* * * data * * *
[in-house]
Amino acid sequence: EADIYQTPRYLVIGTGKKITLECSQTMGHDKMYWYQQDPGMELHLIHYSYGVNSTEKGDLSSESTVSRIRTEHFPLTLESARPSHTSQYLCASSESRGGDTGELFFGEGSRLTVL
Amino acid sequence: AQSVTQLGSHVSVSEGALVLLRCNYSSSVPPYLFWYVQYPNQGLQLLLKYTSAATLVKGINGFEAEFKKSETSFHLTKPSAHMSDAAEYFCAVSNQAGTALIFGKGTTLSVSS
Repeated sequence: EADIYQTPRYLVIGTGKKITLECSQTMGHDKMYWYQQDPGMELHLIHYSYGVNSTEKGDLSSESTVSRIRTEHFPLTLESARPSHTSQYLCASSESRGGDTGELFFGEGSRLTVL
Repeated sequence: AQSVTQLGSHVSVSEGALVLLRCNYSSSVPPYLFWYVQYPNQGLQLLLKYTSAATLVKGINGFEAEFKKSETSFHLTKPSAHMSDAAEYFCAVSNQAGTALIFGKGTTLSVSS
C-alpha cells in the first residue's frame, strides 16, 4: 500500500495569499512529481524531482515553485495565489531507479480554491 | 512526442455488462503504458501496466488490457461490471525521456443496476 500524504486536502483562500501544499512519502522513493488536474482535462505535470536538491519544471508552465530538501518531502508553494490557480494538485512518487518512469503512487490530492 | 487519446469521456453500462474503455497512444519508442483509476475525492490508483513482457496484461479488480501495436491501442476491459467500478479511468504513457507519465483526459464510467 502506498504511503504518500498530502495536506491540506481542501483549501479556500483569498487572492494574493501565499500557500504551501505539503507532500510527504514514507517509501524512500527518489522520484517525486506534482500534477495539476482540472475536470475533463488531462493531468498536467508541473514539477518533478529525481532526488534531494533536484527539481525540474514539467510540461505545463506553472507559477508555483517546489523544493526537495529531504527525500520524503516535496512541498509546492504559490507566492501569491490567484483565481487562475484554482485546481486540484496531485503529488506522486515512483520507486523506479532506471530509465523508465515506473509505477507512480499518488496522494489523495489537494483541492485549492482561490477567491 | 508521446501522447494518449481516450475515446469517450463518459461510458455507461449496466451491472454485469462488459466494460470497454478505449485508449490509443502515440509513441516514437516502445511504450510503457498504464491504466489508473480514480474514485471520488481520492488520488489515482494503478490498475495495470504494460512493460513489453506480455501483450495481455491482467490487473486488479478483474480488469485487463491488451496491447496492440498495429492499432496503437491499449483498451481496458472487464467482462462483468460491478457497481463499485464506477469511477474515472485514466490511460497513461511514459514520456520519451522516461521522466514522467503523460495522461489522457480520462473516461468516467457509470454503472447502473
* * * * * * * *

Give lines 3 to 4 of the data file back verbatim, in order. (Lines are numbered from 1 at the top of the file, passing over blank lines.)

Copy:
Amino acid sequence: AQSVTQLGSHVSVSEGALVLLRCNYSSSVPPYLFWYVQYPNQGLQLLLKYTSAATLVKGINGFEAEFKKSETSFHLTKPSAHMSDAAEYFCAVSNQAGTALIFGKGTTLSVSS
Repeated sequence: EADIYQTPRYLVIGTGKKITLECSQTMGHDKMYWYQQDPGMELHLIHYSYGVNSTEKGDLSSESTVSRIRTEHFPLTLESARPSHTSQYLCASSESRGGDTGELFFGEGSRLTVL